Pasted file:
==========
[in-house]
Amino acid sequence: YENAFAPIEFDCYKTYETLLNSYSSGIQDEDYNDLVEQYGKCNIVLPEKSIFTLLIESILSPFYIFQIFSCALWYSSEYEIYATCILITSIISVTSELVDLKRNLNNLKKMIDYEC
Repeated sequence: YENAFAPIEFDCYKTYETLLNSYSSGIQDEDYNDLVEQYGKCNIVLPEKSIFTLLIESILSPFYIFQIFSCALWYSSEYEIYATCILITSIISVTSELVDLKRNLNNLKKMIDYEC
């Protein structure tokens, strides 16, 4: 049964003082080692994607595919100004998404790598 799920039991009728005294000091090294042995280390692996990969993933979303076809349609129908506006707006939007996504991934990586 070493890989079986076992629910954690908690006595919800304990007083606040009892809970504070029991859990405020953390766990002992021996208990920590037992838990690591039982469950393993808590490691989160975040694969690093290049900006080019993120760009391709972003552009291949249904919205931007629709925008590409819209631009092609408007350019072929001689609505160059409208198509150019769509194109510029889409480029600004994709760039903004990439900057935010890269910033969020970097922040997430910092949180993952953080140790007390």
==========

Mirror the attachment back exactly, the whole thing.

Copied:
[in-house]
Amino acid sequence: YENAFAPIEFDCYKTYETLLNSYSSGIQDEDYNDLVEQYGKCNIVLPEKSIFTLLIESILSPFYIFQIFSCALWYSSEYEIYATCILITSIISVTSELVDLKRNLNNLKKMIDYEC
Repeated sequence: YENAFAPIEFDCYKTYETLLNSYSSGIQDEDYNDLVEQYGKCNIVLPEKSIFTLLIESILSPFYIFQIFSCALWYSSEYEIYATCILITSIISVTSELVDLKRNLNNLKKMIDYEC
């Protein structure tokens, strides 16, 4: 049964003082080692994607595919100004998404790598 799920039991009728005294000091090294042995280390692996990969993933979303076809349609129908506006707006939007996504991934990586 070493890989079986076992629910954690908690006595919800304990007083606040009892809970504070029991859990405020953390766990002992021996208990920590037992838990690591039982469950393993808590490691989160975040694969690093290049900006080019993120760009391709972003552009291949249904919205931007629709925008590409819209631009092609408007350019072929001689609505160059409208198509150019769509194109510029889409480029600004994709760039903004990439900057935010890269910033969020970097922040997430910092949180993952953080140790007390």